2004 Davis Cup

2004 Davis Cup

2004 Davis Cup
Details
Edition 93rd
Achievements (singles)
2003
2005

The 2004 Davis Cup was the 93rd edition of the tournament between nations in men's tennis. A total of 131 nations participated in the tournament. In the final, Spain defeated the United States at the Estadio de La Cartuja in Seville, Spain, on 3–5 December, giving Spain their second title.[1]

Contents

  • World Group 1
    • Draw 1.1
    • Final 1.2
  • World Group Playoffs 2
  • Americas Zone 3
    • Group I 3.1
    • Group II 3.2
    • Group III 3.3
    • Group IV 3.4
  • Asia/Oceania Zone 4
    • Group I 4.1
    • Group II 4.2
    • Group III 4.3
    • Group IV 4.4
  • Europe/Africa Zone 5
    • Group I 5.1
    • Group II 5.2
    • Group III 5.3
      • Venue I 5.3.1
      • Venue II 5.3.2
    • Group IV 5.4
      • Venue I 5.4.1
      • Venue II 5.4.2
  • References 6
  • External links 7

World Group

Participating Teams

Argentina

Australia

Austria

Belarus

Canada

Czech Republic

Croatia

France

Morocco

Netherlands

Romania

Russia

Spain

Sweden

Switzerland

United States

Draw

  First round
6–8 February
Quarterfinals
9–11 April
Semifinals
24–26 September
Final
3–5 December
                                     
Adelaide, Australia (hard)
1   Australia 1  
Delray Beach, United States (hard)
  Sweden 4  
    Sweden 1  
Uncasville, USA (indoor hard)
  7   United States 4  
7   United States 5
Charleston, United States (hard)
  Austria 0  
  7   United States 4  
Minsk, Belarus (indoor carpet)
    Belarus 0  
4   Russia 2  
Minsk, Belarus (indoor carpet)
  Belarus 3  
    Belarus 5
Agadir, Morocco (indoor hard)
  5   Argentina 0  
5   Argentina 5
Seville, Spain (indoor clay)
  Morocco 0  
  7   United States 2
Bucharest, Romania (indoor clay)
  2   Spain 3
  Romania 2  
Prilly, Switzerland (indoor hard)
6    Switzerland 3  
  6    Switzerland 2
Metz, France (indoor clay)
  3   France 3  
  Croatia 1
Alicante, Spain (clay)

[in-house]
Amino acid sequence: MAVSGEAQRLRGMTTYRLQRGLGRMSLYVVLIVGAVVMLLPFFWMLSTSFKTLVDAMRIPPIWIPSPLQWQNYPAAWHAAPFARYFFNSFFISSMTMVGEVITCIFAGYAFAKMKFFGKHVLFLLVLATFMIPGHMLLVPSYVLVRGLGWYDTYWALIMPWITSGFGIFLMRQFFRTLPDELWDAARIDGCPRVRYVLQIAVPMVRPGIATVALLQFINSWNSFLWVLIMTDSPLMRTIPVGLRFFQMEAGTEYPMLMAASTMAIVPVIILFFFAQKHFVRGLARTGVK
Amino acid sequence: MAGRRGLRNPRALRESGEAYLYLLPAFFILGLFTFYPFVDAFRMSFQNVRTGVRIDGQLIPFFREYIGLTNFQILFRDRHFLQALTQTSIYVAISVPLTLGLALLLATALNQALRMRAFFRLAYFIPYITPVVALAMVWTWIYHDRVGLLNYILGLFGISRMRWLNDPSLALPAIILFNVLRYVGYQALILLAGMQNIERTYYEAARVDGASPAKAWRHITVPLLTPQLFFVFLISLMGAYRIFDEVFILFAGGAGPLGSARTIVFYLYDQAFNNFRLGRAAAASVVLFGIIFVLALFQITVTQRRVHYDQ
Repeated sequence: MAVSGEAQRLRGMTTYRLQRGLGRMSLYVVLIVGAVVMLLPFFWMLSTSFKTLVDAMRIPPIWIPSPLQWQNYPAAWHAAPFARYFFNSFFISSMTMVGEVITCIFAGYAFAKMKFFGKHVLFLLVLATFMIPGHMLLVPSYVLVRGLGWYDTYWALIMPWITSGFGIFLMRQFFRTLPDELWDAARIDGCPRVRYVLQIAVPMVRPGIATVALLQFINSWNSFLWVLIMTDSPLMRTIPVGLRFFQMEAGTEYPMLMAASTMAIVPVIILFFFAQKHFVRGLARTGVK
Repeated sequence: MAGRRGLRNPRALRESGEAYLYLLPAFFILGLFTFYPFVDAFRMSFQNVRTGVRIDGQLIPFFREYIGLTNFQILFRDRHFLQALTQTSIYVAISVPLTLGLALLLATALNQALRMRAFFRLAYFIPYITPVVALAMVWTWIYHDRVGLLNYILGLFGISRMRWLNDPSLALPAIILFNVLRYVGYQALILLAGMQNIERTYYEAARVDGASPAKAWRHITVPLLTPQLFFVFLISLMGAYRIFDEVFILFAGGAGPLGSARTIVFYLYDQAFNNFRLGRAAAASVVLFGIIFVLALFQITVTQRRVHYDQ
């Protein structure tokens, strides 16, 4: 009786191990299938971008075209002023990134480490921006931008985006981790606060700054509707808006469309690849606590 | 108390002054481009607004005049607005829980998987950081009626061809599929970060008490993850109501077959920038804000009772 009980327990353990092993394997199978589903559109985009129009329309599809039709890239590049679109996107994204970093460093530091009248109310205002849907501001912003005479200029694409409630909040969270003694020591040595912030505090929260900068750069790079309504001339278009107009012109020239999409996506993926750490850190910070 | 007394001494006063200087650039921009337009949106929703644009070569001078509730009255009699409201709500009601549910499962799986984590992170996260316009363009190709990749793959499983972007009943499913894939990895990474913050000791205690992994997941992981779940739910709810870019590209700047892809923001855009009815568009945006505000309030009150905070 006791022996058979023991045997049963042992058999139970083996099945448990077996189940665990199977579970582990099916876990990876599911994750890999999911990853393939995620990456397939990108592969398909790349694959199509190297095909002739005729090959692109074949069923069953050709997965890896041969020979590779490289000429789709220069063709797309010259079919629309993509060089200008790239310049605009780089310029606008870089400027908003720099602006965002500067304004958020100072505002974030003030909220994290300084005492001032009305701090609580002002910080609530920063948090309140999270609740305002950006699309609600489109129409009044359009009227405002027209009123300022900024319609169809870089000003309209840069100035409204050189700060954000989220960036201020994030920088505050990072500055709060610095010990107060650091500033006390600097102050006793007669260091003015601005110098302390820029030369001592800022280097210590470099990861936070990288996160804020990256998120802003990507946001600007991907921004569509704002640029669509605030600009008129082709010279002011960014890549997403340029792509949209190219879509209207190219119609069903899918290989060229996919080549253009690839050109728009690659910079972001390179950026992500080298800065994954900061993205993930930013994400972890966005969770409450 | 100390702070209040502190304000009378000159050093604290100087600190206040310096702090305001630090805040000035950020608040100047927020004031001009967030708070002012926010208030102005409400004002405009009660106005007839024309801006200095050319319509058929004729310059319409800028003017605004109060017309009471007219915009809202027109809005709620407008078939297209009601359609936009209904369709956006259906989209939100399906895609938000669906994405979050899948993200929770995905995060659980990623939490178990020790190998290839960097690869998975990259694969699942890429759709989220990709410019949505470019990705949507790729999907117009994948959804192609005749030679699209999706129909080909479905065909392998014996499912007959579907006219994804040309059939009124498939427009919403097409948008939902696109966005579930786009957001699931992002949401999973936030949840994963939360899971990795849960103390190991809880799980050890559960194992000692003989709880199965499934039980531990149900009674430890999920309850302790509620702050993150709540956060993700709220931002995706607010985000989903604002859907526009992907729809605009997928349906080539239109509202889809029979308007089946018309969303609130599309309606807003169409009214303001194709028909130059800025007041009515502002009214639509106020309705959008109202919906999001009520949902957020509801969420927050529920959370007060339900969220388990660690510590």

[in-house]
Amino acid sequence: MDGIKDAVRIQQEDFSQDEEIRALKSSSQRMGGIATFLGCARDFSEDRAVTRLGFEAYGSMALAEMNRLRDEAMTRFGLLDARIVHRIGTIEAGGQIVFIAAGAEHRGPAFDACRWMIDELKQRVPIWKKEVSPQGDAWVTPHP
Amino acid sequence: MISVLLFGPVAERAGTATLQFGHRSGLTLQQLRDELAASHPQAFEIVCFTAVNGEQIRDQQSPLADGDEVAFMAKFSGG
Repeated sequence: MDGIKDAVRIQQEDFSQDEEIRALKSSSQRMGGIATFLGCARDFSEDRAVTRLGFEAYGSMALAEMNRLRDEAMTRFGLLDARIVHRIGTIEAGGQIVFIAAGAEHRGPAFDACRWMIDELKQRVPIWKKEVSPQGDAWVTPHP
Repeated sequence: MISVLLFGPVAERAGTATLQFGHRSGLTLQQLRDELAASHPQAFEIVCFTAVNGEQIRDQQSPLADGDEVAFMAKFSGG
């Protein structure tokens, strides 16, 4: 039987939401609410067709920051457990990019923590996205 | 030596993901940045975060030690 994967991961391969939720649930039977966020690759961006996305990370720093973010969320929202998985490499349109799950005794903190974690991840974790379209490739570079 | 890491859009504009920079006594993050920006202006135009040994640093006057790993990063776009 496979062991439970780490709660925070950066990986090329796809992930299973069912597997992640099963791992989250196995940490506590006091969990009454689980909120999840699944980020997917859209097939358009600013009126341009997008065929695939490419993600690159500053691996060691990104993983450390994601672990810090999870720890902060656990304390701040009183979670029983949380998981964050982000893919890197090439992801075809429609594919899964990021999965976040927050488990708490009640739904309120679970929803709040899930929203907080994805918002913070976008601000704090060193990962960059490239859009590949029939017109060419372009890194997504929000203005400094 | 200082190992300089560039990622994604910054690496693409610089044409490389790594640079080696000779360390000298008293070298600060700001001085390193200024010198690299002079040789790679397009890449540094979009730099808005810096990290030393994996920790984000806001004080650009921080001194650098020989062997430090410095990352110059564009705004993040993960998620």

3   France 4  
  3   France 1
Maastricht, Netherlands (indoor clay)
  2   Spain 4  
  Canada 1  
Palma de Mallorca, Spain (clay)
8   Netherlands 4  
  8   Netherlands 1
Brno, Czech Republic (indoor carpet)
  2   Spain 4  
  Czech Republic 2
2   Spain 3  

First round losers compete in Play-off ties with Zonal Group I Qualifiers.

Final


Spain
3
Estadio Olímpico, Seville, Spain[2]
3–5 December 2004
Clay (i)

United States
2
1 2 3 4 5
1
Carlos Moyà
Mardy Fish
6
4
6
2
6
3
     
2
Rafael Nadal
Andy Roddick
66
78
6
2
78
66
6
2
   
3
Juan Carlos Ferrero / Tommy Robredo
Bob Bryan / Mike Bryan
0
6
3
6
2
6
     
4
Carlos Moyà
Andy Roddick
6
2
77
61
77
65
     
5
Tommy Robredo
Mardy Fish
68
710
2
6
       

World Group Playoffs

Date: 24–26 September

Venue Home Team Score Visiting Team
Perth, Australia (grass)  Australia 4-1  Morocco
Viña del Mar, Chile (clay)  Chile 5-0  Japan
Rijeka, Croatia (indoor carpet)  Croatia 3-2  Belgium
Lambaré, Paraguay (clay)  Paraguay 0-5  Czech Republic
Bratislava, Slovakia (indoor hard)  Slovakia 3-2  Germany
Pörtschach, Austria (clay)  Austria 3-2  Great Britain
Bucharest, Romania (clay)  Romania 4-1  Canada
Moscow, Russia (indoor clay)  Russia 5-0  Thailand
  • Chile and Slovakia promoted to World Group in 2005.
  • Australia, Austria, Croatia, Czech Republic, Romania, and Russia remain in World Group in 2005.
  • Belgium (EA), Germany (EA), Great Britain (EA), Japan (AO), Paraguay (Am), and Thailand (AO) remain in Group I in 2005.
  • Canada (Am) and Morocco (EA) relegated to Group I in 2005.

Americas Zone

Group I

Participating Teams

Group II

Participating Teams

Group III

Participating Teams

Group IV

Participating Teams

Asia/Oceania Zone

Group I

Participating Teams

Group II

Participating Teams

Group III

Participating Teams

Group IV

Participating Teams

Europe/Africa Zone

Group I

Participating Teams

Group II

Participating Teams

Group III

Venue I

Participating Teams

Venue II

Participating Teams

Group IV

Venue I

Participating Teams

Venue II

Participating Teams

References

  1. ^ "Davis Cup Result Archives". Retrieved 2014-02-05. 
  2. ^ "Spain v France". daviscup.com. 

External links

  • Official Site